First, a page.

During the year the "pasos" -- statues to the Virgin Mary and Jesus Christ -- remain in their alcoves in Spanish churches.
SV Tracking shot along crowd lining route
SCU Children TILT UP to adults behind
SV Band carrying instruments in hand march slowly past
SV Statue surrounded by men wearing hoods
SV Man in hood dress carrying cross TILT to round ankle
SCU Low angle shot cross carried by penitents
SCU Man in hood carrying cross
CU Cross pass spectators
SV Spectators PAN to more crosses carried
SV Line of men with crosses
SCU Statue on ornate carriage pushed
SV Statue of Christ carried
SCU Ditto face of statue
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Background: During the year the "pasos" -- statues to the Virgin Mary and Jesus Christ -- remain in their alcoves in Spanish churches. At Easter, they are accompanied by hooded men through the streets of cities and towns.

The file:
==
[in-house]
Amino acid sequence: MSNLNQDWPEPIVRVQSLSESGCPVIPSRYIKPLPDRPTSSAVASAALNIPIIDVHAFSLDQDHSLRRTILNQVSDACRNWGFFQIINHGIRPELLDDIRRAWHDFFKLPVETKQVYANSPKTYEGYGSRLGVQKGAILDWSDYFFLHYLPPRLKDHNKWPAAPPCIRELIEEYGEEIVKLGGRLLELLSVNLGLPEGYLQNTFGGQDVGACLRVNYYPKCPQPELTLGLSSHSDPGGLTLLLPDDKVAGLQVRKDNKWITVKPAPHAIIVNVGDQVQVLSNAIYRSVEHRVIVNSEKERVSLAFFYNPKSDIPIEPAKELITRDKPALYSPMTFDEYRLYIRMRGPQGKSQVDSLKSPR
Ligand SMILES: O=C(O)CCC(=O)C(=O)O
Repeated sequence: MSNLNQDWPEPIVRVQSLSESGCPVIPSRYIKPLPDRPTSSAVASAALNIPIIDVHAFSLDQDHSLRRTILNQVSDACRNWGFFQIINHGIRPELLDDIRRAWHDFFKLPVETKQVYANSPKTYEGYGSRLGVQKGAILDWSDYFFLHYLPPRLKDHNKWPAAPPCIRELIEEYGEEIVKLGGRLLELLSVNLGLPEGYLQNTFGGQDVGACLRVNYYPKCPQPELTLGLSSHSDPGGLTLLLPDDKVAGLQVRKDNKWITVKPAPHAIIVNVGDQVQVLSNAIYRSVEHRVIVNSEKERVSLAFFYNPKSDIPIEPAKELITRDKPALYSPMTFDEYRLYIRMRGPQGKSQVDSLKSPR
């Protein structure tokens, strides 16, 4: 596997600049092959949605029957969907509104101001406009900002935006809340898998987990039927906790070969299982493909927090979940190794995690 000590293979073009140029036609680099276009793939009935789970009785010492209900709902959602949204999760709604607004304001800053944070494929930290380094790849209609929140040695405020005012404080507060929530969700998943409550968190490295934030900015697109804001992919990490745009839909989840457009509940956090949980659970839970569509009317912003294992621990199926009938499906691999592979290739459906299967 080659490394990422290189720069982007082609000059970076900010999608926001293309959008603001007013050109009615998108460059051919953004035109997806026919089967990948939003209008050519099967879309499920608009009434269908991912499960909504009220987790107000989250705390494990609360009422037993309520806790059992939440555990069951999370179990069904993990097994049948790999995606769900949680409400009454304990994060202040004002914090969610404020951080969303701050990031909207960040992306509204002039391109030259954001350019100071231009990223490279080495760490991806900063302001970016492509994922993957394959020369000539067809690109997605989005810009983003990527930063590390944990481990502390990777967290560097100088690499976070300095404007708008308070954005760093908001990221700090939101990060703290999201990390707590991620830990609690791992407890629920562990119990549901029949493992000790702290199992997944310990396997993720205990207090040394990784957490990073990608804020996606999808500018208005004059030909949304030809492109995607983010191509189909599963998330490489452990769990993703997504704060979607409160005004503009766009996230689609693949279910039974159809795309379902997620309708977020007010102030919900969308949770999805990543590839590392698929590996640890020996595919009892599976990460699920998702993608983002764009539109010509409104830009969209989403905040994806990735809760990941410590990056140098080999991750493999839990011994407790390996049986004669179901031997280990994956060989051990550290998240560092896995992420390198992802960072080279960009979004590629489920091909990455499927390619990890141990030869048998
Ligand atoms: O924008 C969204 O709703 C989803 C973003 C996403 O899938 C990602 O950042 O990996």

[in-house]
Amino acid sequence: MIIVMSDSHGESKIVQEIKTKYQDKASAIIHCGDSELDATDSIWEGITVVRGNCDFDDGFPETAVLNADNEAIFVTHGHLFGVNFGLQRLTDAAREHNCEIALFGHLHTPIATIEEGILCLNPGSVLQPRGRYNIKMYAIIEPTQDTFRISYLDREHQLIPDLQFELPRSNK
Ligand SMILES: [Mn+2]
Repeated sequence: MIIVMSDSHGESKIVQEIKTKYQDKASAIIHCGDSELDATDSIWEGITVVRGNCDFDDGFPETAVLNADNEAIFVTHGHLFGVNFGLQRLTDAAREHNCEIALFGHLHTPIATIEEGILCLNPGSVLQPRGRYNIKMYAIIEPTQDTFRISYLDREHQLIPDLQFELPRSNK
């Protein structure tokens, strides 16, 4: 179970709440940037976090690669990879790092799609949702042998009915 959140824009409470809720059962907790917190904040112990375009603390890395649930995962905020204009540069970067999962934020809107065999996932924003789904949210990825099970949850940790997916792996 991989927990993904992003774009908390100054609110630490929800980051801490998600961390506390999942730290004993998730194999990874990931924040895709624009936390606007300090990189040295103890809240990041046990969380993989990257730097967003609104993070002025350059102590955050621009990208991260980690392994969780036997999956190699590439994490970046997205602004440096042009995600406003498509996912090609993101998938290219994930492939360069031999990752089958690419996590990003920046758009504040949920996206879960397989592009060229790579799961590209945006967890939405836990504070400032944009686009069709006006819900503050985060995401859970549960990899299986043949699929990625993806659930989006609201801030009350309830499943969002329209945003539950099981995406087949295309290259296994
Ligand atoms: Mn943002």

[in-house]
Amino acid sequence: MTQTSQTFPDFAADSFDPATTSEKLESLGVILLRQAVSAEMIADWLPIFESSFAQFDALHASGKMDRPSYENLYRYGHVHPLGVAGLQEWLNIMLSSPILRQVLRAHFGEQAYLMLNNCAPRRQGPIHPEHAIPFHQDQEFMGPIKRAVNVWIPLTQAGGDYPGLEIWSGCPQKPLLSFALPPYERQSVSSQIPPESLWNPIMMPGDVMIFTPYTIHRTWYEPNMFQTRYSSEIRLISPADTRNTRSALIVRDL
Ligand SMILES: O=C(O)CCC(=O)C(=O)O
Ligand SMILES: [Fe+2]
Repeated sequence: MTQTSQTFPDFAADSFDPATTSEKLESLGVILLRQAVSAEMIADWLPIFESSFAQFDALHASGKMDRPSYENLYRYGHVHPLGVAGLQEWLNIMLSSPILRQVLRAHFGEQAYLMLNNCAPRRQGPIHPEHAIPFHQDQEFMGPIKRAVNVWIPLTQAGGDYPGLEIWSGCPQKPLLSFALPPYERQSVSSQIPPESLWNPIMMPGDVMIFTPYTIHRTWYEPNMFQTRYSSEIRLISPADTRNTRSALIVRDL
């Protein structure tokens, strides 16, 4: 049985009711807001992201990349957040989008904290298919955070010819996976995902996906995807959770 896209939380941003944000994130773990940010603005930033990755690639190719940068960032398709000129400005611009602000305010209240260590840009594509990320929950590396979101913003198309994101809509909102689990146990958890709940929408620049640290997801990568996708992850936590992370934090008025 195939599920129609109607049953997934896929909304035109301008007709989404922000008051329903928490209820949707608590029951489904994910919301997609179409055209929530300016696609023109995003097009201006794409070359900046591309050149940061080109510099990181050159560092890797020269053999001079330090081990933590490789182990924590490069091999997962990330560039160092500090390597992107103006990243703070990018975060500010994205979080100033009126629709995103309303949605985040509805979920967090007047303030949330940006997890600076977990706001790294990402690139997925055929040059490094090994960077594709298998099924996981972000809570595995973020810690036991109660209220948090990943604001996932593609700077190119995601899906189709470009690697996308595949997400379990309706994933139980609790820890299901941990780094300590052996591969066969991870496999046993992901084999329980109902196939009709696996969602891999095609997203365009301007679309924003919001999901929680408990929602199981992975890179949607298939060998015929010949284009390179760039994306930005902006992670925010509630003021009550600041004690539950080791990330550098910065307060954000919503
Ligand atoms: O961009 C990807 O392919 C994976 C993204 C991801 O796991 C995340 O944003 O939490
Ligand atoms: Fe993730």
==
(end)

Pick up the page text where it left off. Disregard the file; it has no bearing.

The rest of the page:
The statues are dragged on carriages or carried by "colfradas" -- a group of men who belong to a particular church.
These men are accompanied by the penitents -- hooded men carrying heavy crosses and walking in bare feet or dragging chains attached to their ankles to atone for their sins.
The hoods, shaped like those of the American Ku Klux Klan, date from the Middle Ages in Spain. The Madrid procession, on Good Friday night, took three hours to cover its annual route through the Spanish capital.
As the 12 Pasos passed by, the crowd sang a "Saeta", an emotional song of adoration. Military bands also accompanied the statues and crosses.